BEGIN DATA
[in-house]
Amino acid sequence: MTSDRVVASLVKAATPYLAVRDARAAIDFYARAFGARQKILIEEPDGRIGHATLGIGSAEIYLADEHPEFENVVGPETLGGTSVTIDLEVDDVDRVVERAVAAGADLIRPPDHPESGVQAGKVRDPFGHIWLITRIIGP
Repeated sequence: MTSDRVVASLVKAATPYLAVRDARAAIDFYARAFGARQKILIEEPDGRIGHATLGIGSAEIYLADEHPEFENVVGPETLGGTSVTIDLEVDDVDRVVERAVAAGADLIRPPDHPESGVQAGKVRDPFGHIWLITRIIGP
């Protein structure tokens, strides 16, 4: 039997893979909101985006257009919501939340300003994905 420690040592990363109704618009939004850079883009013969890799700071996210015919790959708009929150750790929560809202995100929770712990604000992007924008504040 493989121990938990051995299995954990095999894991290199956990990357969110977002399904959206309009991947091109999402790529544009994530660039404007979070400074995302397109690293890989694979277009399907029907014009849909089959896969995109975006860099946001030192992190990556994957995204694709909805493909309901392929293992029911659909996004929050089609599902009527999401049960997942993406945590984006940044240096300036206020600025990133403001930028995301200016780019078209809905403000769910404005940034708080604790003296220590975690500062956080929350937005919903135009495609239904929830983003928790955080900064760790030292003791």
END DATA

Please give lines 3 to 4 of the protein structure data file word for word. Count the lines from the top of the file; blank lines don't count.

Repeated sequence: MTSDRVVASLVKAATPYLAVRDARAAIDFYARAFGARQKILIEEPDGRIGHATLGIGSAEIYLADEHPEFENVVGPETLGGTSVTIDLEVDDVDRVVERAVAAGADLIRPPDHPESGVQAGKVRDPFGHIWLITRIIGP
């Protein structure tokens, strides 16, 4: 039997893979909101985006257009919501939340300003994905 420690040592990363109704618009939004850079883009013969890799700071996210015919790959708009929150750790929560809202995100929770712990604000992007924008504040 493989121990938990051995299995954990095999894991290199956990990357969110977002399904959206309009991947091109999402790529544009994530660039404007979070400074995302397109690293890989694979277009399907029907014009849909089959896969995109975006860099946001030192992190990556994957995204694709909805493909309901392929293992029911659909996004929050089609599902009527999401049960997942993406945590984006940044240096300036206020600025990133403001930028995301200016780019078209809905403000769910404005940034708080604790003296220590975690500062956080929350937005919903135009495609239904929830983003928790955080900064760790030292003791």